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Health Sector Bets On The Dems

Writing on the Wall? [Raymond Hernandez and Robert Pear, The New York Times]: "In a reversal from past election cycles, Democratic candidates for president are outpacing Republicans in donations from the health care industry, even as the leading Democrats in the field offer proposals that have caused deep anxiety in some of its sectors."

Preach, Brother [Sridhar Pappu, Washington Post]: "The Democratic presidential candidate from Illinois--hoping his campaign can recapture some of that old-time religious fervor--launched a three-city gospel concert series over the weekend across the state, in North Charleston, Greenwood and Columbia [South Carolina].

Restraint = Success? [Thomas Beaumont, Des Moines Register]: "Democratic presidential candidate Barack Obama has seized on the increasingly pointed debate about U.S. policy toward Iran to suggest that restraint should be the preferred diplomatic tool. 'Typically, we have made our biggest blunders when we overreached militarily,' the Illinois senator said in a Des Moines Register interview. 'And we have had our greatest foreign policy successes ... where we showed restraint.'"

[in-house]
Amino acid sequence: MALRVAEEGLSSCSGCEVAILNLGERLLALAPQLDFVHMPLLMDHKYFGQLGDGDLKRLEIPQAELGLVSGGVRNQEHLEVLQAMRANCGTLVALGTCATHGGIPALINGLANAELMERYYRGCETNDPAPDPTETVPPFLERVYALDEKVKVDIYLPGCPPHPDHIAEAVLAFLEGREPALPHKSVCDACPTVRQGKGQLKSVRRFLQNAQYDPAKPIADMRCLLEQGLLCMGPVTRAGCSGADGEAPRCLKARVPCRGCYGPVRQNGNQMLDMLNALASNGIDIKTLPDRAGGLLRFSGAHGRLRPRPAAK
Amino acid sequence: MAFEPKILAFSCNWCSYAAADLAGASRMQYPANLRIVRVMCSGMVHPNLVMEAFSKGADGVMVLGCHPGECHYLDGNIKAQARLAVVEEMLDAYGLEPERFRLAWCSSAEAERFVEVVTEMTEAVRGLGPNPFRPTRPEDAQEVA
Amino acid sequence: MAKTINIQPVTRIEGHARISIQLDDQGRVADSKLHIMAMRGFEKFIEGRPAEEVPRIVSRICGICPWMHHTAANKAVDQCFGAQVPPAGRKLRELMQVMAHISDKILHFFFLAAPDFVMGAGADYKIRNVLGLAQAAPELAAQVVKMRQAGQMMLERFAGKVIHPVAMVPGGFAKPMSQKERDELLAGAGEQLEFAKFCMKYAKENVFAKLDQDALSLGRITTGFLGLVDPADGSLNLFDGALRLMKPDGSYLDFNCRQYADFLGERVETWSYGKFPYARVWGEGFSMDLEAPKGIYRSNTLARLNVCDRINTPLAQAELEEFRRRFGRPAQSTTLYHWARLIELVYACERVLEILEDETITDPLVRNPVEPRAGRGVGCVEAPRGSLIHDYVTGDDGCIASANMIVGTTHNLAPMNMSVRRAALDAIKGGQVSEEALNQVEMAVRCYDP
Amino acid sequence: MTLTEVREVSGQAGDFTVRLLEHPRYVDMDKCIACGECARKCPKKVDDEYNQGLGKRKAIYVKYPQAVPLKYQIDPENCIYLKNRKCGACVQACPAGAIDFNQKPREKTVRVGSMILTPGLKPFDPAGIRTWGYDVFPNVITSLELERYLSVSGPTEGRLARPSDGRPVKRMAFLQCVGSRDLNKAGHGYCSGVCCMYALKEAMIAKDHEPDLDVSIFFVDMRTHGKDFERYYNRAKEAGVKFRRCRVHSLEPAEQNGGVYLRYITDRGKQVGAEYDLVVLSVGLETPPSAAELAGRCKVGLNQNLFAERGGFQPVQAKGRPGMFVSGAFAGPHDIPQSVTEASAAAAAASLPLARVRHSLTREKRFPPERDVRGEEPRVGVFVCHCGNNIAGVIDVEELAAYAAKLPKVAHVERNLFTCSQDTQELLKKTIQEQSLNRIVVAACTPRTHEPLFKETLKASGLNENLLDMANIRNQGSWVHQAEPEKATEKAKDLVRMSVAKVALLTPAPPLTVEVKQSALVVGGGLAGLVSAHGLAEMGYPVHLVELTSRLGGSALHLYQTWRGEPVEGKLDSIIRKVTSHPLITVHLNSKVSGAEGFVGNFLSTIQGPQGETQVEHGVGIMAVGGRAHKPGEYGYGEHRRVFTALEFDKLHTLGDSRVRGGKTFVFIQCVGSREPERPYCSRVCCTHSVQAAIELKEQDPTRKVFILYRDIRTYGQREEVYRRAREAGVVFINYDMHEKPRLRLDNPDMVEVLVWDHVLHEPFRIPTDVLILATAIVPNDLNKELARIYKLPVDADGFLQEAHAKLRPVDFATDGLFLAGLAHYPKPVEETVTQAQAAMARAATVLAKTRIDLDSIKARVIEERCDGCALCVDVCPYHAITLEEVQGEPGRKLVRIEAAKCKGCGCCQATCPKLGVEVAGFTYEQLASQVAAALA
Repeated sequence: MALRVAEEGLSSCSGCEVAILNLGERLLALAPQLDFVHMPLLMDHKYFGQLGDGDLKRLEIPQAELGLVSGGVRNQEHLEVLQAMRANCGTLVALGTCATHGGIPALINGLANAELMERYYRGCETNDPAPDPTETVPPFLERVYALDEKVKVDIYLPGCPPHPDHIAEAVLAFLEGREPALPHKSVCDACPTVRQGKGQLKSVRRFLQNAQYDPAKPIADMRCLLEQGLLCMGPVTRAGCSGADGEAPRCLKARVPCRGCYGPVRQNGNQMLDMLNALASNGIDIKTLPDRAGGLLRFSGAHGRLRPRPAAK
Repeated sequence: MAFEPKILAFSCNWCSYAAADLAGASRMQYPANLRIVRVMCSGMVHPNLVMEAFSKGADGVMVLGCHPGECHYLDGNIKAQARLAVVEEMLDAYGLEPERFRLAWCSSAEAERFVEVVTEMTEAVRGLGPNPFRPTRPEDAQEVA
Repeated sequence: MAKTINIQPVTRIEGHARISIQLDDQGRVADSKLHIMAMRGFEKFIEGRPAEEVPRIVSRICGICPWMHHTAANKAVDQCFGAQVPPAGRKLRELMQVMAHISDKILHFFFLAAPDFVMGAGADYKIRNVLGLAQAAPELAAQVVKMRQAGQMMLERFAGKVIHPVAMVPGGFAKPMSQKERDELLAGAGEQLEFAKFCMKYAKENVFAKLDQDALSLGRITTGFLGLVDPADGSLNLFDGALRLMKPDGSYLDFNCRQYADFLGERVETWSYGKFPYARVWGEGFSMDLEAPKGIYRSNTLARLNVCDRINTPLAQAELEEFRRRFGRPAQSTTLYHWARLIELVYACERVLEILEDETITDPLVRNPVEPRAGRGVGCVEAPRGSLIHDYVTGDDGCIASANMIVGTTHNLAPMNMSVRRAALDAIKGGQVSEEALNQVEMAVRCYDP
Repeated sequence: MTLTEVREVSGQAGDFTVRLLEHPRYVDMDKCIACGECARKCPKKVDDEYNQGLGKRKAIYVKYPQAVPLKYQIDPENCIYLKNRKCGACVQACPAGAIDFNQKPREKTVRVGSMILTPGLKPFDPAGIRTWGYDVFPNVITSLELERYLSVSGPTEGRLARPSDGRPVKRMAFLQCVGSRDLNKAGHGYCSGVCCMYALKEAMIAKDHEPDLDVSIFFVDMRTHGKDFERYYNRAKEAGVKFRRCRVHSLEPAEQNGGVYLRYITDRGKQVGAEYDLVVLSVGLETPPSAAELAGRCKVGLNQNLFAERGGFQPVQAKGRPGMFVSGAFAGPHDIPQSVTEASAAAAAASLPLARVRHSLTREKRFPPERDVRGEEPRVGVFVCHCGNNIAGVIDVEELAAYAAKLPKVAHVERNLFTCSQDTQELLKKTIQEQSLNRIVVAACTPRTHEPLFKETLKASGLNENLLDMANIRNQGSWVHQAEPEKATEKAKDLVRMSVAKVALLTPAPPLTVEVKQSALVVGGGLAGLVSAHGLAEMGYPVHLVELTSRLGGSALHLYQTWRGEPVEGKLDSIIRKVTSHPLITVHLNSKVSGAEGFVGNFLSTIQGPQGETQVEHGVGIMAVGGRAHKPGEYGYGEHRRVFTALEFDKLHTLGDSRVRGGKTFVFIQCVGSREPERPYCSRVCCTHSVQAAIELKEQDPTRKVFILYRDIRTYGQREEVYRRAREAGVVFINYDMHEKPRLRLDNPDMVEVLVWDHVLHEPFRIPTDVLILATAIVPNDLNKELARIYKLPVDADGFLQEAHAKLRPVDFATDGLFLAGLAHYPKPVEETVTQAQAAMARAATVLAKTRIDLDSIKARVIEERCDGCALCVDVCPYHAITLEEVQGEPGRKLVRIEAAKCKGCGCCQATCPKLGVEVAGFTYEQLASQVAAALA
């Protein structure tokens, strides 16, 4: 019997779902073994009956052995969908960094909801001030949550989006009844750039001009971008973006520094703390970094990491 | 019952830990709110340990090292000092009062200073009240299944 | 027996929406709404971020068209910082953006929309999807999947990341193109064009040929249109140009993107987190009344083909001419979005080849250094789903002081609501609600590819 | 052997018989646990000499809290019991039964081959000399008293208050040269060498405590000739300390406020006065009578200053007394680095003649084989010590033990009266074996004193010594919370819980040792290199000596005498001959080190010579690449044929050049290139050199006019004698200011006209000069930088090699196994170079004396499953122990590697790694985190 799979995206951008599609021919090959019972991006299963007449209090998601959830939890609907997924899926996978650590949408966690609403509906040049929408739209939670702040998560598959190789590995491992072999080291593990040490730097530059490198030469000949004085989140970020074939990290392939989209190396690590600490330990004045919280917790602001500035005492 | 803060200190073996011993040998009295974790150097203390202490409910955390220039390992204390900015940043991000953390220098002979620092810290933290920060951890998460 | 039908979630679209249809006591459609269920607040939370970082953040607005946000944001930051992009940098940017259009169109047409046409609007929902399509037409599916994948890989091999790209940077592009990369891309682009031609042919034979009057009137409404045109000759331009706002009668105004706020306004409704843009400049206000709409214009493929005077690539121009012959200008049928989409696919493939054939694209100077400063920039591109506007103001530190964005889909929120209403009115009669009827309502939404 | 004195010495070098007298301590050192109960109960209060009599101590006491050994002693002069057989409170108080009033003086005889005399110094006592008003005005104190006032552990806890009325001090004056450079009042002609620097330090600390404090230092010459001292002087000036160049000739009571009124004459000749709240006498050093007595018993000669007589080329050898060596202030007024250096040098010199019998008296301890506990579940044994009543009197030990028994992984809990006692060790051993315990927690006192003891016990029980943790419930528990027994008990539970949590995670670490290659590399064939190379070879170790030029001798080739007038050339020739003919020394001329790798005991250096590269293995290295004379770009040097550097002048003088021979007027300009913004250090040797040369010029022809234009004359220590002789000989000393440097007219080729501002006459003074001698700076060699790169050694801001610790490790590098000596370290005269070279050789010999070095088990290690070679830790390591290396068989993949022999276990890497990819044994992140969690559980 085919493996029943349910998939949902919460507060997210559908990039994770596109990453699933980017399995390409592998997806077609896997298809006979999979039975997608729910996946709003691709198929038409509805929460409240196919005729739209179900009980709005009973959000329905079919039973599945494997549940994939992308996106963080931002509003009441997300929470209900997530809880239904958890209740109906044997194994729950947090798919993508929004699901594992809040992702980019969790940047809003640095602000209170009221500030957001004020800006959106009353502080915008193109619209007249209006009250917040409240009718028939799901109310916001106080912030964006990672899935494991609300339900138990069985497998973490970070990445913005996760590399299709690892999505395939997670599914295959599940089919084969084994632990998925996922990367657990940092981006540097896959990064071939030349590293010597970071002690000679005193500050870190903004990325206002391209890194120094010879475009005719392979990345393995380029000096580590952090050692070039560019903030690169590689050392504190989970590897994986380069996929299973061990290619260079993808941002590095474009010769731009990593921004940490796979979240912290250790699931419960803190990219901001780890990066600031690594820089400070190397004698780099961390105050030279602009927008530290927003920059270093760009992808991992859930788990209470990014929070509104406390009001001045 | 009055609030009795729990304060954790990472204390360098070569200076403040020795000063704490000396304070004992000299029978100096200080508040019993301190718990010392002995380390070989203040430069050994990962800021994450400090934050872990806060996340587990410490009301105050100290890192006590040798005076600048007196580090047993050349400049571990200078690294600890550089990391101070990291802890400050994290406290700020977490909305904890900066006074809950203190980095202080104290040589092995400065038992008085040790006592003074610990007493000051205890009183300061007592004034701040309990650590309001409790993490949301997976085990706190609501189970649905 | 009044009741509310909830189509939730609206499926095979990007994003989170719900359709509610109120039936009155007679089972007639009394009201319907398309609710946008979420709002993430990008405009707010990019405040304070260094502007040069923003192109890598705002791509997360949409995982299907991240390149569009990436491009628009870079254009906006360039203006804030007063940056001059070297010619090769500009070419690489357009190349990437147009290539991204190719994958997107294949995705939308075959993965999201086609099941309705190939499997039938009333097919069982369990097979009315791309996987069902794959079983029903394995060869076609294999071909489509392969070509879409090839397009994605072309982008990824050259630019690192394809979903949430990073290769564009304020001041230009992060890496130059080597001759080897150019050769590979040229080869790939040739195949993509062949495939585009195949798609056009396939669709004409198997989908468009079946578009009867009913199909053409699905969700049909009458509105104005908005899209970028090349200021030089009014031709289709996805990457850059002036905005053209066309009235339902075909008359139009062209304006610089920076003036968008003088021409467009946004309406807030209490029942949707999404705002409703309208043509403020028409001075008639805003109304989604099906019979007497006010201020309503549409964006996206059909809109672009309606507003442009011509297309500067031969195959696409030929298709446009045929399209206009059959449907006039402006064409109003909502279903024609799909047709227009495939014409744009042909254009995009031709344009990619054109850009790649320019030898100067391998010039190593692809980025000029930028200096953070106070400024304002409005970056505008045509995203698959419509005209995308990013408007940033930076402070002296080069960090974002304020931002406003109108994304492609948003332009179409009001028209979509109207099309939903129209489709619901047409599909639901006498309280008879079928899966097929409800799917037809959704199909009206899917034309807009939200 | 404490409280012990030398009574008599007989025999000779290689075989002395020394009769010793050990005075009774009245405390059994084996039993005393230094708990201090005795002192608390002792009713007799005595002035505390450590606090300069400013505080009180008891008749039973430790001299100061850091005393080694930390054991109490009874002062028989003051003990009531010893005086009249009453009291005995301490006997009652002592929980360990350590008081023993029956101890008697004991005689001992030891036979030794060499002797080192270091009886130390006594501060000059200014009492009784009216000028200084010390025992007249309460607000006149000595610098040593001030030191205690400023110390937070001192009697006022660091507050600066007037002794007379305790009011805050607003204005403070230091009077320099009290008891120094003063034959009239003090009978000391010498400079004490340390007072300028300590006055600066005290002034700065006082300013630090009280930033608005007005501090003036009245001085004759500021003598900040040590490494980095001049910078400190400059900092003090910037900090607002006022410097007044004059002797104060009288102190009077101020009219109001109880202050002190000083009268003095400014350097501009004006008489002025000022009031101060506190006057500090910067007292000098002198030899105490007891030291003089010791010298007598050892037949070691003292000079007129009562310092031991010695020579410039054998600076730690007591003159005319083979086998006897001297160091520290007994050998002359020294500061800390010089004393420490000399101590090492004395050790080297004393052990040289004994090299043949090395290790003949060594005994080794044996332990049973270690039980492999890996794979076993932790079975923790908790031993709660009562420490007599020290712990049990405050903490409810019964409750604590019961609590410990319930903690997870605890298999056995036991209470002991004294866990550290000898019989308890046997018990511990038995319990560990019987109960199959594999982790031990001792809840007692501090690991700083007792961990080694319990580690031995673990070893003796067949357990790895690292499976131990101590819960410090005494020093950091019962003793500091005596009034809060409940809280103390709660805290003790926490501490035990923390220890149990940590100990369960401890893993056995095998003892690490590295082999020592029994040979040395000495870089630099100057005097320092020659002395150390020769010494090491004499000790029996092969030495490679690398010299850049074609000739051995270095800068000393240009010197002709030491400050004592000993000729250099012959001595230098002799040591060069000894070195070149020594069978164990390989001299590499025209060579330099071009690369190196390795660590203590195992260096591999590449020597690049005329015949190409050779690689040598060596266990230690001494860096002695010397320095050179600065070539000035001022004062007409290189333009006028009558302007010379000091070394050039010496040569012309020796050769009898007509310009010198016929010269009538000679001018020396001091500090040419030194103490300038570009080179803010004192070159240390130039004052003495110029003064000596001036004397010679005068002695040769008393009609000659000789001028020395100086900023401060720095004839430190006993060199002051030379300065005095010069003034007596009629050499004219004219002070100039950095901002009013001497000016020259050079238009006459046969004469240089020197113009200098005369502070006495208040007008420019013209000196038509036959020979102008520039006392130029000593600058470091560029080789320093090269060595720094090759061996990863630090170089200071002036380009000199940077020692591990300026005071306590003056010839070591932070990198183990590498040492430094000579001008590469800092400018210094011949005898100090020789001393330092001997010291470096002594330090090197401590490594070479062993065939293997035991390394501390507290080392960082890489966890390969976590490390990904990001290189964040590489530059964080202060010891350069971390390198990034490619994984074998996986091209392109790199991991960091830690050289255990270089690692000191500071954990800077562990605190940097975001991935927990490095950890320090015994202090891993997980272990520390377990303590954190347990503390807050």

The Press as Winnower [Jim Kuhnhenn, AP]: "Within the first five months of the presidential contest, the media effectively had reduced the field to five candidates, even though there were 17 mainstream Democrats and Republicans, a study of political coverage found. But the tone of the coverage for the top two front-runners--Democrat Hillary Rodham Clinton and Republican Rudy Giuliani--hardly was friendly. Nearly four out of 10 stories were negative, more than three out of 10 were neutral and only the rest were positive."

Sunshine Blues [Carol J. Williams, Los Angeles Times]: "It was every host's worst nightmare: a big, lavish party and not a single invited A-lister showed up.
The Florida Democratic Party's annual convention here got snubbed by all but the longest shot among the eight Democratic presidential contenders because of a feud between the state party and the Democratic National Committee over the Florida Legislature's decision to move up the state primary from March to Jan. 29."

--Josh Patashnik